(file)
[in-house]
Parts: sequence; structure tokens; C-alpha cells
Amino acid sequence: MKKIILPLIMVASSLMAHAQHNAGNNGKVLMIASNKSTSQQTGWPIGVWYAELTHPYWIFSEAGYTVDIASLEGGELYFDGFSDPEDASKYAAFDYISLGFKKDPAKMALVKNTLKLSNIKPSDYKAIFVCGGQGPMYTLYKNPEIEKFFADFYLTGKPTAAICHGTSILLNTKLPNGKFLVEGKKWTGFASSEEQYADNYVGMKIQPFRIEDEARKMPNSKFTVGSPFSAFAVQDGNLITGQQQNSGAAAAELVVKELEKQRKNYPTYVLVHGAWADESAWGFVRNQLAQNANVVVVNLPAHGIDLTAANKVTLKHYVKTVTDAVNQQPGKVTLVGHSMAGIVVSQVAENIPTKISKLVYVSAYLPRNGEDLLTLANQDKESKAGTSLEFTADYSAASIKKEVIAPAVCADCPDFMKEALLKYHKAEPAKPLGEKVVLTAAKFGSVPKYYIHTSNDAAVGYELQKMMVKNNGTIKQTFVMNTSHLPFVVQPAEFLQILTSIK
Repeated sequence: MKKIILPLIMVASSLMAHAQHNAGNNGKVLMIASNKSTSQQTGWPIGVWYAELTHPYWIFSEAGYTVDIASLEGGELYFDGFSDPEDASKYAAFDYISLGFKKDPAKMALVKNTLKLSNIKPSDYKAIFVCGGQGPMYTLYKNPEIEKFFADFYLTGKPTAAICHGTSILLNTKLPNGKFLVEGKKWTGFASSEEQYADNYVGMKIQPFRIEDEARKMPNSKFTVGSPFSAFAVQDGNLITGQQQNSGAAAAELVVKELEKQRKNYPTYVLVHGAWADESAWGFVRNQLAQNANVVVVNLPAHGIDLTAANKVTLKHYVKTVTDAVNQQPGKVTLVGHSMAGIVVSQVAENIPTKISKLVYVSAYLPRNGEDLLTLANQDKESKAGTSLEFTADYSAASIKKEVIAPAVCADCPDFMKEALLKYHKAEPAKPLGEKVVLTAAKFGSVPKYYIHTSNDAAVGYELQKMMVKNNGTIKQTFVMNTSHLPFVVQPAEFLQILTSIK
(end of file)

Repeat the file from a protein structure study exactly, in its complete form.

[in-house]
Parts: sequence; structure tokens; C-alpha cells
Amino acid sequence: MKKIILPLIMVASSLMAHAQHNAGNNGKVLMIASNKSTSQQTGWPIGVWYAELTHPYWIFSEAGYTVDIASLEGGELYFDGFSDPEDASKYAAFDYISLGFKKDPAKMALVKNTLKLSNIKPSDYKAIFVCGGQGPMYTLYKNPEIEKFFADFYLTGKPTAAICHGTSILLNTKLPNGKFLVEGKKWTGFASSEEQYADNYVGMKIQPFRIEDEARKMPNSKFTVGSPFSAFAVQDGNLITGQQQNSGAAAAELVVKELEKQRKNYPTYVLVHGAWADESAWGFVRNQLAQNANVVVVNLPAHGIDLTAANKVTLKHYVKTVTDAVNQQPGKVTLVGHSMAGIVVSQVAENIPTKISKLVYVSAYLPRNGEDLLTLANQDKESKAGTSLEFTADYSAASIKKEVIAPAVCADCPDFMKEALLKYHKAEPAKPLGEKVVLTAAKFGSVPKYYIHTSNDAAVGYELQKMMVKNNGTIKQTFVMNTSHLPFVVQPAEFLQILTSIK
Repeated sequence: MKKIILPLIMVASSLMAHAQHNAGNNGKVLMIASNKSTSQQTGWPIGVWYAELTHPYWIFSEAGYTVDIASLEGGELYFDGFSDPEDASKYAAFDYISLGFKKDPAKMALVKNTLKLSNIKPSDYKAIFVCGGQGPMYTLYKNPEIEKFFADFYLTGKPTAAICHGTSILLNTKLPNGKFLVEGKKWTGFASSEEQYADNYVGMKIQPFRIEDEARKMPNSKFTVGSPFSAFAVQDGNLITGQQQNSGAAAAELVVKELEKQRKNYPTYVLVHGAWADESAWGFVRNQLAQNANVVVVNLPAHGIDLTAANKVTLKHYVKTVTDAVNQQPGKVTLVGHSMAGIVVSQVAENIPTKISKLVYVSAYLPRNGEDLLTLANQDKESKAGTSLEFTADYSAASIKKEVIAPAVCADCPDFMKEALLKYHKAEPAKPLGEKVVLTAAKFGSVPKYYIHTSNDAAVGYELQKMMVKNNGTIKQTFVMNTSHLPFVVQPAEFLQILTSIK